First, I had a card system with four levels (green, yellow, orange, red). Each level had a meaning, and each child started off with green each day. Green meant best behavior, yellow meant first warning, orange meant second warning, and red meant a phone call home or the principal’s office. We would try to remember to switch it back to green if the day got turned around– not surprisingly, that never really happened. What this system missed was the times between the hard times when children were kind to each other or made an effort to try something that might be particularly hard. Worst of all, the children became color-coded, the behaviors escalated, and there was no room to fully understand the child or the root of the behavior. Obviously, it needed to be tossed– it needed a replacement.

Using what I have learned from the wonderful children, speech pathologists, social workers, occupational therapists, and other professionals I have worked with, my co-teacher and I developed a green moments versus red moments system.

How we presented it:

In the beginning of the year, there was a lesson where we taught the children the definitions of red and green moments. A red moment is a negative thought about a peer or a negative behavior that might upset someone– all people think these thoughts all the time, but we don’t say them out loud. A green moment is something said or done that makes someone feel great. Once the categories were taught, students wrote down red moments and green moments. We walked around the classroom with the large red construction paper and had the children place their red moments inside. We folded it in half like a hamburger, and each child stapled the paper closed. We recognized that the thoughts are there, and they need to be talked about– just not to the whole group. We gave them options like quietly talking to a teacher or talking about their red moments during private social work or speech appointments. The green moments are, of course, out in the open and on display.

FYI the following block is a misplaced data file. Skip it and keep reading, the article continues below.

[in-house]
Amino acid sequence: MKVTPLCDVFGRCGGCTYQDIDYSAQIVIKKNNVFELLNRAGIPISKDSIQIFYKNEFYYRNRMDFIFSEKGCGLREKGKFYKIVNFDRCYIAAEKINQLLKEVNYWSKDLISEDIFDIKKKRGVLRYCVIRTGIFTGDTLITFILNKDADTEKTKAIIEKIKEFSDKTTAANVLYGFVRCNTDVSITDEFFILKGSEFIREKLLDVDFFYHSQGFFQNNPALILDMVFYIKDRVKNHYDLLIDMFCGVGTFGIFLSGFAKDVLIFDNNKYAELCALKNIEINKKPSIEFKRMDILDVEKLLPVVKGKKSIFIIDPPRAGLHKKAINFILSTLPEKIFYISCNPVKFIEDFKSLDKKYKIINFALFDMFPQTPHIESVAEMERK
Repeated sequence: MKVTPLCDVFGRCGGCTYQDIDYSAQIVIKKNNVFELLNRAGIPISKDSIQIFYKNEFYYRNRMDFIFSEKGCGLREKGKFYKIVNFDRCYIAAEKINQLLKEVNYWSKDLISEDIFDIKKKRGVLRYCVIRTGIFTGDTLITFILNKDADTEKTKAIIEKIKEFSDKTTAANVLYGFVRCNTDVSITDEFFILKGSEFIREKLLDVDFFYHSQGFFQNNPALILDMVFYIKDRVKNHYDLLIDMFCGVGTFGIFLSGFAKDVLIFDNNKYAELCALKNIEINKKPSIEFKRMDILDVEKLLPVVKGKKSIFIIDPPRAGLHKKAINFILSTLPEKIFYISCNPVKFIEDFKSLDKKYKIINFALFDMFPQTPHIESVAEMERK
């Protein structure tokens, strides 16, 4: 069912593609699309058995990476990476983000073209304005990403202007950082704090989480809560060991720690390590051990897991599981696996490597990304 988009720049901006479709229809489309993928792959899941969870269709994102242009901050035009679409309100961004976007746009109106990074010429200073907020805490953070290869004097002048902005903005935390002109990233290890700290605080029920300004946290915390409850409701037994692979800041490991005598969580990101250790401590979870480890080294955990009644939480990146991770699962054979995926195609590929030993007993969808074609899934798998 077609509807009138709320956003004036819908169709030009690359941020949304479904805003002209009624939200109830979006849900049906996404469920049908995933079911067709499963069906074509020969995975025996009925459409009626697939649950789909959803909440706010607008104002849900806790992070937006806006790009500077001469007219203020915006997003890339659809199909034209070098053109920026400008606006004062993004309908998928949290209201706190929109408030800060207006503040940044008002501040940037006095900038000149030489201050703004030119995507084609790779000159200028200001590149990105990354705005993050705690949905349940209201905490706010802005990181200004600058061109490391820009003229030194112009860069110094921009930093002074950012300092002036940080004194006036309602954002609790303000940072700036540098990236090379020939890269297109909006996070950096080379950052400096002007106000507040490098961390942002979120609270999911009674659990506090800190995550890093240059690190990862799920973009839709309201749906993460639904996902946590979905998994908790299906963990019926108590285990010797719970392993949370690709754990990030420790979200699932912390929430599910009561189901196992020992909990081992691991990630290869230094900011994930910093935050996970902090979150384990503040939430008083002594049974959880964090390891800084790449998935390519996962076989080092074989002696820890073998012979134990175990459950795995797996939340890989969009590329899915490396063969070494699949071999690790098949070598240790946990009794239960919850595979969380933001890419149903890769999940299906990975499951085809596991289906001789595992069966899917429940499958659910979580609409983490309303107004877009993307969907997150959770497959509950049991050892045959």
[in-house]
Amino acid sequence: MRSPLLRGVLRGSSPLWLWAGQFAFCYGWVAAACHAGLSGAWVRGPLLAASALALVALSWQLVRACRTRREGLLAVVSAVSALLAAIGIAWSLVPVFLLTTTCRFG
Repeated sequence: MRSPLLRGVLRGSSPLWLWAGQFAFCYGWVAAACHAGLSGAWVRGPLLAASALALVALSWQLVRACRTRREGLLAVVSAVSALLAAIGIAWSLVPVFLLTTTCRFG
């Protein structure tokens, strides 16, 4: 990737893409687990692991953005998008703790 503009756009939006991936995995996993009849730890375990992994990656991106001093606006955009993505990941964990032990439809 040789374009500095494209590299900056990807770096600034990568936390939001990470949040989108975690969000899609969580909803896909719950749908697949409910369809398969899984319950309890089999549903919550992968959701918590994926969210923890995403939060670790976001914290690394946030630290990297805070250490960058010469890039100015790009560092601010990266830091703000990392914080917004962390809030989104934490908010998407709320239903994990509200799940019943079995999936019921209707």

Red and Green Moments

How to maintain it:

This year, my co-teacher and I decided to add another layer… Now, the children have individual charts so they can visualize the green moments they dish out all the time. The classroom community is quite amazing and they love giving each other green moments.

Individual Green Moments Chart

I’ve gone through a few behavior systems in my years of teaching, and I feel I’ve found the best one yet. Even so, it gets tweaked a little each year. This is a simple solution to reinforcing positive behaviors in class and putting the power in the child’s hands. Each year, it has changed slightly to make it more concrete, more accessible, and more exciting for the children in the class. To be completely honest, it also makes my job so much easier– I hope that writing about this will be helpful to someone else!

What I told the conference group…

The session was meant to be an hour long, but we ended up discussing classroom management, behaviors in children, adaptive tools, ways to organize, and the importance of understanding children, for nearly two hours. It was an incredible conversation that came down to the fact that kids are people, we can’t expect them to be the same all the time, and we have to understand who they are. My co-teacher and I bounced off of each other when talking about the simple systems we have in place for the daunting idea of classroom management.

I felt like I told them so much, but I wanted to make sure they got the messages I was trying to deliver. As a follow-up, I sent out a Google Form to gather reflections and reactions to the time spent in the classroom. I left it to be anonymous, so they could really talk about how they experienced the time spent in the room.

Here are some of the responses:

What was the most interesting takeaway? 

classroom management materials all around the room!  it was great to see how you set up the classroom, explained strategies that worked, I’ve already used some in my second grade classroom and plan to implement many things in my kindergarten classroom next year as my first year head teaching (especially green and red moments)

Brainstorming ways that some behavioral tools and ot tools could be incorporated into any type of classroom or for certain students.

Does classroom management sound more or less intimidating now? Why?

less! still intimidating, but knowing that all teachers need to try out all different things, and that you are not alone in the process helps ease my mind a lot.